The first phase in Upanayan was developed for training children, age group 0-2 years, detecting and identifying their disabilities as early as possible and providing the required early intervention services through individualized education program plans. An interdisciplinary team of experts, under the guidance of Prof. P. Jeyachandran was soon formed. The team selected 250 discrete behavioral skills from the internationally available researched materials in the area, with fifty skills in each of the five development areas of motor, self-help, language, cognition and socialization. Prof. Jeyachandran who, meticulously guided Mrs. Krishnaswamy, in the writing of the program modules, insisting that each of the training instruction be written in observable and measurable terms, had the program field tested with special educators, parents and experts in the field at the various centers, worked tirelessly to perfect the training modules before handing them over to the centers. Every professional had offered their services free of cost. The goal was completed on time. By September 1989, the modules were completed. The Final version was accepted by professionals and parents for its simplicity, easy use and the structure it provided for the learner. Field testing had been carried out at 7 centers to test the workability and suitability of the activities.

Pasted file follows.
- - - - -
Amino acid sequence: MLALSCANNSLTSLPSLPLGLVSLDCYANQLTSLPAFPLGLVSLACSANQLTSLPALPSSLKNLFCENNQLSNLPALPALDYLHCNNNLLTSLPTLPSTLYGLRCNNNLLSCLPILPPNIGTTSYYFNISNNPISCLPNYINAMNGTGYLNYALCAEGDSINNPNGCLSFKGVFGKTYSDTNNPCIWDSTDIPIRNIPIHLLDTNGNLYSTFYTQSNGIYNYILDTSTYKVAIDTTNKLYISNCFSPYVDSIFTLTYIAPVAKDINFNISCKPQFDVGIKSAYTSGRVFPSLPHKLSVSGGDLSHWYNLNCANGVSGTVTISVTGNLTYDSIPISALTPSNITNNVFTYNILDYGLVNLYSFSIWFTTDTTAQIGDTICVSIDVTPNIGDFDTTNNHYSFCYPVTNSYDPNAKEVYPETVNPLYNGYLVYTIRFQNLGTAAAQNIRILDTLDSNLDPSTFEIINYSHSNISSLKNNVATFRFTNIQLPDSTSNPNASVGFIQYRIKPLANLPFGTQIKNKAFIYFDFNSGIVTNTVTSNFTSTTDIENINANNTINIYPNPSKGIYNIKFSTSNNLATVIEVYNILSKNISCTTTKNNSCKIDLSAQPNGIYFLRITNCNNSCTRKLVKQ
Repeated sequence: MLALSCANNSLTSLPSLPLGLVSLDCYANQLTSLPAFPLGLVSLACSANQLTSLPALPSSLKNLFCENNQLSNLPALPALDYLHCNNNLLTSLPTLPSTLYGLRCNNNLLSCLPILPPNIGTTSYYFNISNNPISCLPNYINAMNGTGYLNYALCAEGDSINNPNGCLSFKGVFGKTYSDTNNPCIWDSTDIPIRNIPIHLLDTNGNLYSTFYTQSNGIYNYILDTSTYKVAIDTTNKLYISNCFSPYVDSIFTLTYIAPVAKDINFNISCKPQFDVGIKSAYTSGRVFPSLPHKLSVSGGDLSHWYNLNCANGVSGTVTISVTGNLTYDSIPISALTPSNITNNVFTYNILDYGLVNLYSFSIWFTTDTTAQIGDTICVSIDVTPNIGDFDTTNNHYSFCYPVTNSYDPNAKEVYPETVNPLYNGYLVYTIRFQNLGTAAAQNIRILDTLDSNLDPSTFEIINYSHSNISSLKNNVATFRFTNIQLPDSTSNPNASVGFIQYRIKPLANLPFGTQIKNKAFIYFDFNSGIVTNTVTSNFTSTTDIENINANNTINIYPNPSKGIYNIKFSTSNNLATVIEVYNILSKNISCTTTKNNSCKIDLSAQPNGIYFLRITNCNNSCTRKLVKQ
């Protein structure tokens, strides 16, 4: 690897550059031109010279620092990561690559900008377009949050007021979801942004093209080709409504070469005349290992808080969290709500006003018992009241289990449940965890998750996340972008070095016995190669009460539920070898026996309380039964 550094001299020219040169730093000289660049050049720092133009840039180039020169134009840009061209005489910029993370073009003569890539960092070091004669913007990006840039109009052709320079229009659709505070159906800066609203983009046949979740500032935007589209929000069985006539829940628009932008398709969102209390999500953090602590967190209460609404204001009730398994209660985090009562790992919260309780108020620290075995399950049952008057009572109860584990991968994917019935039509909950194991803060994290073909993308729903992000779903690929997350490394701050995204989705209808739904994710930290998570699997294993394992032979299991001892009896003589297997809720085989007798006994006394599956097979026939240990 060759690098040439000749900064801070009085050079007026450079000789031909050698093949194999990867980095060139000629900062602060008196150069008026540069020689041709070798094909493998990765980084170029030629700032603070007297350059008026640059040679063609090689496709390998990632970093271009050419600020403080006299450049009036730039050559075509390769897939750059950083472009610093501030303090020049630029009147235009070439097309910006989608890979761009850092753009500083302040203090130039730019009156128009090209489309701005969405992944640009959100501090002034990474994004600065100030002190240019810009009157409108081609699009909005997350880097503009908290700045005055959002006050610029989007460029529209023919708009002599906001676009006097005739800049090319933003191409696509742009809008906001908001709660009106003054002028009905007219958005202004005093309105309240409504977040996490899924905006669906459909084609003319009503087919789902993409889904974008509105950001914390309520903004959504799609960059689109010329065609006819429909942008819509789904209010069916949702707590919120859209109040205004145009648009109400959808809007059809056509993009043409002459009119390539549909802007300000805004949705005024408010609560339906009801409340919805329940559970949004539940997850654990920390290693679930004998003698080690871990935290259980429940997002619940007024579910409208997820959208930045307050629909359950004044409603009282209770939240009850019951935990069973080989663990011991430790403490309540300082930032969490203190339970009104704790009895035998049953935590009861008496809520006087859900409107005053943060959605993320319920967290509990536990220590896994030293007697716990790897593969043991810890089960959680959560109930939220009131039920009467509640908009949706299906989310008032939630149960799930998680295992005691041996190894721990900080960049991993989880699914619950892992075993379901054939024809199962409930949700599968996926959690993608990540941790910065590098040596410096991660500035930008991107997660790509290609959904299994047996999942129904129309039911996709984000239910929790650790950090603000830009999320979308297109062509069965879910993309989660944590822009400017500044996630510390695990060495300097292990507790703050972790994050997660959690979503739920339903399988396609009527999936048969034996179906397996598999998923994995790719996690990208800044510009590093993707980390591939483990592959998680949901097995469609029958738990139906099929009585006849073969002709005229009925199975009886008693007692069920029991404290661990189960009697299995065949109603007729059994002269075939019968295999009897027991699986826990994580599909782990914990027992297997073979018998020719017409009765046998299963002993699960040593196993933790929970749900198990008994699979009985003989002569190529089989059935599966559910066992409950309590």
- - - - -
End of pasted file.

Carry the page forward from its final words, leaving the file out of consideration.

Buoyed by the fact that people wanted to use the program, the team proposed starting a research cum demonstration centre at Chennai. N. Kumar, of Indchem Electronics Ltd., spontaneously offered to sponsor its establishment and its management.Appropriately the centre was named after Mrs. Madhuram Narayanan wife of Mr. K S Narayanan, and mother of Mr. N. Sankar and Mr. N Kumar of Sanmar Group. And so on December 12, 1989 the birth day of Mrs. Madhuram Narayanan, the Madhuram Narayanan Centre for Exceptional Children was born.

The services at the Centre comprises the Individualized Education Plan (IEP), physiotherapy, occupational and speech therapy where required, yoga, music and play therapy, field trips and outdoor and indoor activities.

Total parental involvement is the very basis of the intervention program at the Centre. In addition to the habilitation of the children, the twin objective of the Centre is the rehabilitation and empowerment of parents, to enable them to come to terms with their child’s disability.